Vocal Grandeur: Don Carlo at San Francisco Opera

Verdi – Don Carlo

Don Carlo – Michael Fabiano
Tebaldo –  Nian Wang
Elisabetta – Ana María Martínez
Conte di Lerma – Pene Pati
Rodrigo – Mariusz Kwiecień
Filippo II – René Pape
Eboli – Nadia Krasteva
Carlo V – Matthew Stump
Grande Inquisitore – Andrea Silvestrelli
Voce dal Cielo – Toni Marie Palmertree

San Francisco Opera Chorus, San Francisco Opera Orchestra / Nicola Luisotti.
Stage director – Emilio Sagi.

San Francisco Opera, War Memorial Opera House, San Francisco, California, USA.  Wednesday, June 15th, 2016.

This was something very special.  Two notable singers making role debuts, one of the most incomparable singing-actors returning to a role in which he triumphed a few years ago, and led by the world’s leading Verdi conductor, tonight promised so much – and they really did deliver.  This evening’s Don Carlo was definitely all about the music and we got some fabulous singing.  What I noticed in the previous evening’s Jenůfa was the excellence and imaginativeness of the casting.  At San Francisco Opera the casting is clearly done by someone who truly understands voices and that was certainly evident tonight in a show in which the singers had been hand-picked with care.

Michael Fabiano, Ana María Martínez & Pene Pati (Count Lerma) © Cory Weaver/San Francisco Opera
Michael Fabiano, Ana María Martínez & Pene Pati (Count Lerma)
© Cory Weaver/San Francisco Opera
The production was the work of Emilio Sagi.  The biggest compliment I can give it is that it did much with little.  He created an imposing vista for the auto-da-fé, although the chorus was just parked unimaginatively.  Sets were basic but what they allowed was for the principals to guide their performances and react to and with each other, and for them to tell the story through their acting.  Don Carlo is a profoundly tragic story of the role of oppressive religion in maintaining power and the struggle of the individual against the state.  It’s a story of passion, oppression and horror.  Yet what the staging gave us was a sanitized version of this.  In the auto-da-fé rather than giving us the shocking sight of seeing people being burned to death, we see them hoisted up into the air like a circus act.  It felt that Sagi was unwilling to explore the issues that really form the core of the narrative.  Instead what it felt that we effectively got was a concert performance in costumes with singers providing their own regie.  The positive outcome was that what we saw was the result of the singers using their own acting and conceptions of the plot to create a vital, living narrative.  And it worked splendidly.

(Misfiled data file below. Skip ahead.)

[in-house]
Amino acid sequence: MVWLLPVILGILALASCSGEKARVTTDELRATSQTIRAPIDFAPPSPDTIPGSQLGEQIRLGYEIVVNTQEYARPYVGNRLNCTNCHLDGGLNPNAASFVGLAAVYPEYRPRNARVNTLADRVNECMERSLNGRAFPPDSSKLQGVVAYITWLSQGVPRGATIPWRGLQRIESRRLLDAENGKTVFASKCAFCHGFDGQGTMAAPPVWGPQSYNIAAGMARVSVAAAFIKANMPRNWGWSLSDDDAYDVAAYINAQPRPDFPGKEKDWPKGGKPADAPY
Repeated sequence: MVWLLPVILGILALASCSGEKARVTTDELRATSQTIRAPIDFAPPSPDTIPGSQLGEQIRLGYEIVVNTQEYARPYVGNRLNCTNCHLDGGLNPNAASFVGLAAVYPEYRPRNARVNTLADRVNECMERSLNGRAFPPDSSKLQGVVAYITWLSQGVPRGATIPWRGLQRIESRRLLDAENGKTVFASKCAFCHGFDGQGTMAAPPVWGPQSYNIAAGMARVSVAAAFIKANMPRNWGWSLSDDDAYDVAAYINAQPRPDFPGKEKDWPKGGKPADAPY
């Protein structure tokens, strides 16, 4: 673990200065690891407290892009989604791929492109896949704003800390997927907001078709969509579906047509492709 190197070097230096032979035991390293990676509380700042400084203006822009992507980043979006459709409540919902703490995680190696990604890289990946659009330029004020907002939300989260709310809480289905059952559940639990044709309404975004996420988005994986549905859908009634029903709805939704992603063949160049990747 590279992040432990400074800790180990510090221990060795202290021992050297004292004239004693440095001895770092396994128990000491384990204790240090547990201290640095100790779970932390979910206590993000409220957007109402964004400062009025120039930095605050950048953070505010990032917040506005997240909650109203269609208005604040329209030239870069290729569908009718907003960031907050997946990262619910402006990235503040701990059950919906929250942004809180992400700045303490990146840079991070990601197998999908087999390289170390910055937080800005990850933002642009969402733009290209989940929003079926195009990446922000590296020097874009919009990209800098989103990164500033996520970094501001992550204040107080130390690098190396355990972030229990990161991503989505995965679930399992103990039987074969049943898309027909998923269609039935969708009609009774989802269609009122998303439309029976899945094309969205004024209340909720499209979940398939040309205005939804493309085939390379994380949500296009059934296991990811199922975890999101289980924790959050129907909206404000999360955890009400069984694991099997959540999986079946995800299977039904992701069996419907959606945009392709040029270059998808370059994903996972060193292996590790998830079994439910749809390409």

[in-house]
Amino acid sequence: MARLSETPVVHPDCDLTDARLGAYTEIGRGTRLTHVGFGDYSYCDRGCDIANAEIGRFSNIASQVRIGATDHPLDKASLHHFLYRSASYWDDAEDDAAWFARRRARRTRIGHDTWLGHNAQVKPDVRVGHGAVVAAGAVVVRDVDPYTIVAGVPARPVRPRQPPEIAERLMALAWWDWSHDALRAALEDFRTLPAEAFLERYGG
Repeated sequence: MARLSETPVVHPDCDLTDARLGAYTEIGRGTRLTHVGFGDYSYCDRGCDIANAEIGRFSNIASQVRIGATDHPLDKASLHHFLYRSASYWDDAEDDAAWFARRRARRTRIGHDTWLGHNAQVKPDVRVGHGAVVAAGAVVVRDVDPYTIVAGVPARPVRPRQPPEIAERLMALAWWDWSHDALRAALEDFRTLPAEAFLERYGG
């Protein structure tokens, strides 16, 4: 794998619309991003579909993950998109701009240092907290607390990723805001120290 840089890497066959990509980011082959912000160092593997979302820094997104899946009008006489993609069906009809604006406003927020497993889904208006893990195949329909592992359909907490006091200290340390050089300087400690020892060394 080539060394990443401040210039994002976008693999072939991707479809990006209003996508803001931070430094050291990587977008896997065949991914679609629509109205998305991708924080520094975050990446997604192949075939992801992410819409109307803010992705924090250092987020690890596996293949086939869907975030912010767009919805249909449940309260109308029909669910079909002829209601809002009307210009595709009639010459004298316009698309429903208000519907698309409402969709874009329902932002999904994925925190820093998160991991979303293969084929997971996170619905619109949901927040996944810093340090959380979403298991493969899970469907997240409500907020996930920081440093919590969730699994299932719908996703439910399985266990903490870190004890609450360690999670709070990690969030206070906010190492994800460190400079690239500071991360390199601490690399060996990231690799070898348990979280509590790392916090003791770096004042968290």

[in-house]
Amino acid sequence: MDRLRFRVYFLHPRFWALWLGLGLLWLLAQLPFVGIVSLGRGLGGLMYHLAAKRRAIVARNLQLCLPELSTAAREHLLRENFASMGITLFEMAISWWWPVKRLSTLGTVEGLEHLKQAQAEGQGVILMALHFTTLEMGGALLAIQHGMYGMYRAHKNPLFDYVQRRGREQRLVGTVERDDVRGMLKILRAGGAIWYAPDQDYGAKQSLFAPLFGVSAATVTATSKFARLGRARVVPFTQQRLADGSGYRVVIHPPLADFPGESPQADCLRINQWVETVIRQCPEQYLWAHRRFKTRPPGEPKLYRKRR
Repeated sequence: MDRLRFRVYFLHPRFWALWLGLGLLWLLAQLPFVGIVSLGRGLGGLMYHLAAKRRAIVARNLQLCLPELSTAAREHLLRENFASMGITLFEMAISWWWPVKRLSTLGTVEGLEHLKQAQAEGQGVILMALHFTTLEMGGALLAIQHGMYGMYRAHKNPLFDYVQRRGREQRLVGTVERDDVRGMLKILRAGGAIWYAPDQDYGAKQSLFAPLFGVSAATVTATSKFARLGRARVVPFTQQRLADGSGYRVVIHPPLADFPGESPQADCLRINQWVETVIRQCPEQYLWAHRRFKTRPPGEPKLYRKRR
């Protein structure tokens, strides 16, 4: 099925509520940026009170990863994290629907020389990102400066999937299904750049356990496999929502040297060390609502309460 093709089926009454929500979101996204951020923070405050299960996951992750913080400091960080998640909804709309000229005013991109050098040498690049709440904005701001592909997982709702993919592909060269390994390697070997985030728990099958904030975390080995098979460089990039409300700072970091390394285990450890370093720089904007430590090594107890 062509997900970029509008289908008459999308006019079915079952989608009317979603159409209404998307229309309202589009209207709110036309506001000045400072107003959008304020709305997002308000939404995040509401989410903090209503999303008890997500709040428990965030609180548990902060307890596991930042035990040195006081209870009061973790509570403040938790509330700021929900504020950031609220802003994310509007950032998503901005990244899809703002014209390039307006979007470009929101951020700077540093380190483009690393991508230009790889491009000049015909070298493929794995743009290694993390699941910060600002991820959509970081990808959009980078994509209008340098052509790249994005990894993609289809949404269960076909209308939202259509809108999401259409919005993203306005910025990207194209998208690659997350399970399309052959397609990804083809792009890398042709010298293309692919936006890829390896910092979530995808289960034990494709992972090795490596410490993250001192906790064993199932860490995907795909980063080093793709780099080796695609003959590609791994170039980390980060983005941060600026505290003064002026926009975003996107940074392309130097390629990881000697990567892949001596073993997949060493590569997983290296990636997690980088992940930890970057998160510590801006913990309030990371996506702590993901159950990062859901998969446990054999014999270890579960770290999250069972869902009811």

Mariusz Kwiecień & Michael Fabiano © Cory Weaver/San Francisco Opera
Mariusz Kwiecień & Michael Fabiano © Cory Weaver/San Francisco Opera
It was clear that the feelings of Michael Fabiano’s Carlo were more towards Mariusz Kwiecień’s Posa rather than Ana María Martínez’ Elisabetta; Carlo perhaps seeing a marriage to Elisabetta as a way to fulfil the requirements of duty with someone who made him happy but with Posa being his true love.  This was exemplified through the chemistry between the two gentlemen and also in how Carlo gave Posa a passionate kiss as Posa expired.  This was a wholly convincing reading of the narrative.  Likewise, we saw Elisabetta as someone whose love for Carlo was deep and profound and who was deeply unhappy with the role of Queen that society had given her.  Somehow, despite the apparent lack of an overarching directorial vision of the plot, we saw performances of great power, produced through precisely that total combination of notes, text and physicality that great opera lives on.

Michael Fabiano & Ana María Martínez © Cory Weaver/San Francisco Opera
Michael Fabiano & Ana María Martínez © Cory Weaver/San Francisco Opera
I have to admit I found Michael Fabiano’s Carlo inconsistent.  He is a highly engaging and energetic stage presence – his acting was always moving and he ideally mapped the character’s journey through his stage presence and his wonderfully Italianate savouring of the text.  Indeed, the way he used the words was something very special indeed – as it was for the entire cast.  Carlo is a difficult role in that he has his big aria at the very start at a point when it can feel that he hasn’t quite warmed up, and this was the case this evening.  It felt that the placement of the voice was inconsistent – often the sound was throaty and the top disconnected with pitch heading south.  At other times the voice was really well placed, and when it was, Fabiano gave us a ringing, well-pitched top.  He also gave us some nice pianissimi and was always musical and never mannered.  Certainly, his acting and use of text gave pleasure.

Ana María Martínez © Cory Weaver/San Francisco Opera
Ana María Martínez © Cory Weaver/San Francisco Opera